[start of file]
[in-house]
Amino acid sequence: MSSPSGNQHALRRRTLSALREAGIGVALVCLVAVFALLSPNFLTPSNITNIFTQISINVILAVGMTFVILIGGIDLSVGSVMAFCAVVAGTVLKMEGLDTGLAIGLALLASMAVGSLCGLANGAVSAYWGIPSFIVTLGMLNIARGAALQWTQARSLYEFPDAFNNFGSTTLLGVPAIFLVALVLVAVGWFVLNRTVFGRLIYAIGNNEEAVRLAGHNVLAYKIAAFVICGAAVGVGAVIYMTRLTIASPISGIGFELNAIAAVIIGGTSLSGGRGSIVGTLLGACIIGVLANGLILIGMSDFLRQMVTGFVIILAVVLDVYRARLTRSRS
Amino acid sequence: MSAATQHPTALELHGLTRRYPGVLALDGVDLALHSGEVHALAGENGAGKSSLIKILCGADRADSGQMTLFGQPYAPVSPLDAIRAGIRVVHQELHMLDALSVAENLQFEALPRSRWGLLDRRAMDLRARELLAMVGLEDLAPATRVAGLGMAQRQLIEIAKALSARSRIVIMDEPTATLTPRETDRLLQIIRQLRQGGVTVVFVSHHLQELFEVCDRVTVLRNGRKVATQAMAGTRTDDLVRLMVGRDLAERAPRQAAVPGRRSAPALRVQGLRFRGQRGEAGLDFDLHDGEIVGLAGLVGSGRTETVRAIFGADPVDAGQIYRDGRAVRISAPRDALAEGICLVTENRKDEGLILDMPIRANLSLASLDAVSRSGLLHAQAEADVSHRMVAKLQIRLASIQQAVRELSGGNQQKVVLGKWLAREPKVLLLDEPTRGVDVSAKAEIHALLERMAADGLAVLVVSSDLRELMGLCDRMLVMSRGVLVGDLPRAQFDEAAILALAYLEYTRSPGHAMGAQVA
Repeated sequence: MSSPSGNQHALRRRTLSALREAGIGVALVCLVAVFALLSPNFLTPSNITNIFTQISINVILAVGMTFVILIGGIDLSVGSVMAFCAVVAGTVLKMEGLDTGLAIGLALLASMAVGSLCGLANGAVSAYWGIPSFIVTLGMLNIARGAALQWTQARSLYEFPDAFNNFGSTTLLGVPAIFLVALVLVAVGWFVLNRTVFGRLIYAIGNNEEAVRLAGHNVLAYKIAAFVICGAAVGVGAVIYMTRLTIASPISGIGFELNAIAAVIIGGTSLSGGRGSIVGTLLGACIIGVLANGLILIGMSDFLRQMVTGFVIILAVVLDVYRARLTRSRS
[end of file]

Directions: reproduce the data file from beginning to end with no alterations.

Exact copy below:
[in-house]
Amino acid sequence: MSSPSGNQHALRRRTLSALREAGIGVALVCLVAVFALLSPNFLTPSNITNIFTQISINVILAVGMTFVILIGGIDLSVGSVMAFCAVVAGTVLKMEGLDTGLAIGLALLASMAVGSLCGLANGAVSAYWGIPSFIVTLGMLNIARGAALQWTQARSLYEFPDAFNNFGSTTLLGVPAIFLVALVLVAVGWFVLNRTVFGRLIYAIGNNEEAVRLAGHNVLAYKIAAFVICGAAVGVGAVIYMTRLTIASPISGIGFELNAIAAVIIGGTSLSGGRGSIVGTLLGACIIGVLANGLILIGMSDFLRQMVTGFVIILAVVLDVYRARLTRSRS
Amino acid sequence: MSAATQHPTALELHGLTRRYPGVLALDGVDLALHSGEVHALAGENGAGKSSLIKILCGADRADSGQMTLFGQPYAPVSPLDAIRAGIRVVHQELHMLDALSVAENLQFEALPRSRWGLLDRRAMDLRARELLAMVGLEDLAPATRVAGLGMAQRQLIEIAKALSARSRIVIMDEPTATLTPRETDRLLQIIRQLRQGGVTVVFVSHHLQELFEVCDRVTVLRNGRKVATQAMAGTRTDDLVRLMVGRDLAERAPRQAAVPGRRSAPALRVQGLRFRGQRGEAGLDFDLHDGEIVGLAGLVGSGRTETVRAIFGADPVDAGQIYRDGRAVRISAPRDALAEGICLVTENRKDEGLILDMPIRANLSLASLDAVSRSGLLHAQAEADVSHRMVAKLQIRLASIQQAVRELSGGNQQKVVLGKWLAREPKVLLLDEPTRGVDVSAKAEIHALLERMAADGLAVLVVSSDLRELMGLCDRMLVMSRGVLVGDLPRAQFDEAAILALAYLEYTRSPGHAMGAQVA
Repeated sequence: MSSPSGNQHALRRRTLSALREAGIGVALVCLVAVFALLSPNFLTPSNITNIFTQISINVILAVGMTFVILIGGIDLSVGSVMAFCAVVAGTVLKMEGLDTGLAIGLALLASMAVGSLCGLANGAVSAYWGIPSFIVTLGMLNIARGAALQWTQARSLYEFPDAFNNFGSTTLLGVPAIFLVALVLVAVGWFVLNRTVFGRLIYAIGNNEEAVRLAGHNVLAYKIAAFVICGAAVGVGAVIYMTRLTIASPISGIGFELNAIAAVIIGGTSLSGGRGSIVGTLLGACIIGVLANGLILIGMSDFLRQMVTGFVIILAVVLDVYRARLTRSRS